Me 108 Taifun. Radio control scale model.
Quote: "Simon Delaney offers another simple to build scale design, for .20 -.32 sized engines. Bf 108 Taifun.
The Bf 108 'Taifun' was the result of a contract awarded to Willy Messerschmitt for a sporting aircraft for the 1934 Challenge de Tourisme Internationale. It was probably the most modern four seater aeroplane built anywhere in the world before World War II and featured a spacious, well appointed cockpit and retractable undercarriage. Powered by the reliable Argos 240hp inverted V8 engine, the Luftwaffe were soon using it for light communication and liaison duties. Having similarities to its more famous successor, the Bf109, the Taifun's elegant 1930's lines could be found in all theatres that the Luftwaffe operated in so the options for paint finishes vary from pre-war civilian livery to Eastern and Western front camouflage, as well as the desert scheme which the prototype model received.
I used foam wings for my model, although built up ones could be easily substituted. Undercarriage is optional as the 108 is a good size for hand-launching. I fitted an undercarriage which could be removed and formed some finger grips on the underside of the wing to help with the hand launch. This way both options are covered - although not on the same flight!
The outline of the model is as near to scale as I could make it and therefore should be thought of as a scale model, not semi-scale or fun scale. The amount of detail you wish to add is up to you but remember to watch the weight.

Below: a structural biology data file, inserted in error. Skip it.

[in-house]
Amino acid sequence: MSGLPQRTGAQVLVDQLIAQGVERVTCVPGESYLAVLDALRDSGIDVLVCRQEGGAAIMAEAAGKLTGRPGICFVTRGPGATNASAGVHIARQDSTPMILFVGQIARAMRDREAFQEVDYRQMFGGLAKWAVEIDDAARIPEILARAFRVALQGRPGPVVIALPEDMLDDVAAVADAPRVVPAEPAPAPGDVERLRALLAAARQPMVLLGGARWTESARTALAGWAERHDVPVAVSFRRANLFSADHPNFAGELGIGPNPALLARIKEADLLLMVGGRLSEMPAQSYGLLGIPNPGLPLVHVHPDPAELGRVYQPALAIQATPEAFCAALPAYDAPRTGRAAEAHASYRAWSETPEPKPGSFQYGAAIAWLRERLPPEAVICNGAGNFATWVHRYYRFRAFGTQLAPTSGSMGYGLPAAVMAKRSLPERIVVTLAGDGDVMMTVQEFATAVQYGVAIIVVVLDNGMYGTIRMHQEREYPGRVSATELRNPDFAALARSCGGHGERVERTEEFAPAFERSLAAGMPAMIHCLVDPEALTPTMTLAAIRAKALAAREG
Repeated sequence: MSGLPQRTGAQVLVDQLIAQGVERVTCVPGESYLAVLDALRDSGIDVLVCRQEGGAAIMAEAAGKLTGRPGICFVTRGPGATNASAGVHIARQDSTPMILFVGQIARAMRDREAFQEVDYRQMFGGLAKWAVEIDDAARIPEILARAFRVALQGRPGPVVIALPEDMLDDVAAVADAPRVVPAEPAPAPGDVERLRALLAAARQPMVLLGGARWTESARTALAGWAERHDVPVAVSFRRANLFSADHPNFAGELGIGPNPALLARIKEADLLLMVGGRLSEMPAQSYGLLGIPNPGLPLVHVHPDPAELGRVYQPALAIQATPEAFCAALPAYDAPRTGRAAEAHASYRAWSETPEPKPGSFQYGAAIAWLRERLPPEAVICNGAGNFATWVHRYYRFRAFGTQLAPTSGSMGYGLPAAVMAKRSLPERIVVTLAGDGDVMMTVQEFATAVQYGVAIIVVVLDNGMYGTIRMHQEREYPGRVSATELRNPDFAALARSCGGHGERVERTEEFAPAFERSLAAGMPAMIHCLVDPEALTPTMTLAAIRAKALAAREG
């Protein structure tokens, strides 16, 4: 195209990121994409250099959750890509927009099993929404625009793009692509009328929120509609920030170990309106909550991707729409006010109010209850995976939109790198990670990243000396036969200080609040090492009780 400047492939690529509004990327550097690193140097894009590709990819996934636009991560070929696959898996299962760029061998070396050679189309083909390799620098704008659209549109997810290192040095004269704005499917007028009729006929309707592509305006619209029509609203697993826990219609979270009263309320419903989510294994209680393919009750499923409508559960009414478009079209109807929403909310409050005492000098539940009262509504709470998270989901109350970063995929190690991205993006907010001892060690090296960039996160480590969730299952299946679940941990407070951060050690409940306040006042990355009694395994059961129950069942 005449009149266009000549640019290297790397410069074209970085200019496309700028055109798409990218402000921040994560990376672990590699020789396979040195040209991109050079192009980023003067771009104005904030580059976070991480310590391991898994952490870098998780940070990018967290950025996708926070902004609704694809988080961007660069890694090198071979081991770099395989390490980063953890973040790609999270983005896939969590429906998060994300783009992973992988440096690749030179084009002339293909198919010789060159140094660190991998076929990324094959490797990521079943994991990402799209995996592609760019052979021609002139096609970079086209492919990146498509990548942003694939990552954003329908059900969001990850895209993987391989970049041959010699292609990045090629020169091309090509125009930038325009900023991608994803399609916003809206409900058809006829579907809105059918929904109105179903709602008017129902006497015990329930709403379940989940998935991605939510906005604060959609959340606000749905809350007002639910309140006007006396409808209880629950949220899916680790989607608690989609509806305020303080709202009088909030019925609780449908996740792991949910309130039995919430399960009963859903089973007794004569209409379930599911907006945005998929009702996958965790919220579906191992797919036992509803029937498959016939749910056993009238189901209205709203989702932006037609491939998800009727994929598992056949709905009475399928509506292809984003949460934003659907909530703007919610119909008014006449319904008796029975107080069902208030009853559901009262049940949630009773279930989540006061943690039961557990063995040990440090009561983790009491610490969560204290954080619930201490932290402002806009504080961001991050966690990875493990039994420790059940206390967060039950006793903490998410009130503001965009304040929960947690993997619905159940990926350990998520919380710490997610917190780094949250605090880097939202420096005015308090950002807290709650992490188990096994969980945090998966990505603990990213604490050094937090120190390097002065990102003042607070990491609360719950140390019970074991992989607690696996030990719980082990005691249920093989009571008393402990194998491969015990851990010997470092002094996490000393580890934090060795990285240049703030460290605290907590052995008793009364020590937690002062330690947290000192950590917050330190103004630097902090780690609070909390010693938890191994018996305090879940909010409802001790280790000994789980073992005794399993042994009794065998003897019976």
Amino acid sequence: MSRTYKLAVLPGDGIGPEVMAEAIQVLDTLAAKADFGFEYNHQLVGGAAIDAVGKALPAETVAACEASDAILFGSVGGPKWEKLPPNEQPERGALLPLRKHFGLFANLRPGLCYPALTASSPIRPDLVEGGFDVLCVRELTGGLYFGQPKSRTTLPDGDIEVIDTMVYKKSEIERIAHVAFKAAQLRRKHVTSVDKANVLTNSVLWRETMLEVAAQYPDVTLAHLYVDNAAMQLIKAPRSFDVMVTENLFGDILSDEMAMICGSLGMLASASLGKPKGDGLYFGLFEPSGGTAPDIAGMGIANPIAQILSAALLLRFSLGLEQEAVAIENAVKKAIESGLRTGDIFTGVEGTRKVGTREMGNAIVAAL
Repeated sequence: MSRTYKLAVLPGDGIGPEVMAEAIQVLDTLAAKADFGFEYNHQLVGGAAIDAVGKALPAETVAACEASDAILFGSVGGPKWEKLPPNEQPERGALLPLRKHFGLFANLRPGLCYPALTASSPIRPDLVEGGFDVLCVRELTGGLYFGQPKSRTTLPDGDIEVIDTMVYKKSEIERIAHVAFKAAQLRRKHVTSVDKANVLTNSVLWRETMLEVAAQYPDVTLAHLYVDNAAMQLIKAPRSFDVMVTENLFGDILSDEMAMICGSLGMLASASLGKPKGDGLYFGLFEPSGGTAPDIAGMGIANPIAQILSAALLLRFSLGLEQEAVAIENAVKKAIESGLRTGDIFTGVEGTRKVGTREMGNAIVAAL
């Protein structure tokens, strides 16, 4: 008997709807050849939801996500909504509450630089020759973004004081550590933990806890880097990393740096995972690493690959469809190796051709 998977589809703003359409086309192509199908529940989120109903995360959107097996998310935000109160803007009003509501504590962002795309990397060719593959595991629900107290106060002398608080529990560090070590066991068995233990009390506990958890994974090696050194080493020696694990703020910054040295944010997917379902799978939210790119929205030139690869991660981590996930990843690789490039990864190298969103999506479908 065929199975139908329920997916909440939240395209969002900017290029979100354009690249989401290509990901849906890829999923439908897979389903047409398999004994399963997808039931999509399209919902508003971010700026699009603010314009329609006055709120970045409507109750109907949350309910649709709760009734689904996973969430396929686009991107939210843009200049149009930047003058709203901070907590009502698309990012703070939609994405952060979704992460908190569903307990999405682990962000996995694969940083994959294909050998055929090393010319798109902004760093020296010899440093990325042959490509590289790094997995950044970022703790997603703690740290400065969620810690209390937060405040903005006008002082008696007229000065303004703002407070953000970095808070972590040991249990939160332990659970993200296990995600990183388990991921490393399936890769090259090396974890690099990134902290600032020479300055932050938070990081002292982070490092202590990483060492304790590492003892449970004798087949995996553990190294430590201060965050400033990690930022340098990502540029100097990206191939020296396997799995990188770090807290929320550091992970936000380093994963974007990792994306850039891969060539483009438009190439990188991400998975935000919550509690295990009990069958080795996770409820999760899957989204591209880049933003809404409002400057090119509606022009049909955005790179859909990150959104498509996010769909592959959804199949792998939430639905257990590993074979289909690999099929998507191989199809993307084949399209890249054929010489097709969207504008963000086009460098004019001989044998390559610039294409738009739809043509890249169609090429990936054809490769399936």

Assuming that you opt for the foam wing version, the first thing to do is send off for your ready veneered wing panels. These sharply tapering wings are quite thick at the root but thin out considerably at the tip. This is as per the full size aircraft and should not be viewed with any concern by those used to thicker tip sections. Two degrees of wash-out are shown on the plan which covers any tendency to drop a wing at low speeds.
Build your kit. Whilst you wait for your wings to arrive you can get on with the fuselage. The construction uses 1/8 balsa sides and bottom with a block 'spine' glued on the top of the rear deck. A 1/16 ply cockpit floor is utilised to strengthen an otherwise weak area and 1/16 ply is also employed as doublers to 'beef up' the forward fuselage sides. Make up all the parts for the fuselage and tailplane. The formers are all from 1/8th balsa with Fl and F2 from 1/4 and 1/8 ply respectively. Make up the fuselage doublers also, and note that they finish 1/4 in behind the balsa fuselage side. This is to self- align Fl. Otherwise the doubler follows the same lines as the fuselage side until it terminates behind F3. Mark all formers with a centre line and also mark where the fuselage side is glued to them to guide you during alignment.
Once all the parts have been cut out accurately to the plan, glue the ply doublers to the balsa sides with contact adhesive. To get these lined up properly (you only get one go with contact glue!) I tack glued a scrap piece of 1/4 in square on the front of the balsa side to simulate F1 and lined the top edges of the balsa and ply against the worktop. Once glued, the scrap balsa was then broken away to leave the correct width for F1 to fit..."
Messerschmitt Taifun, RCM&E, September 1996.
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This model plan (like all plans on Outerzone) is supposedly scaled correctly and supposedly will print out nicely at the right size. But that doesn't always happen. If you are about to start building a model plane using this free plan, you are strongly advised to check the scaling very, very carefully before cutting any balsa wood.
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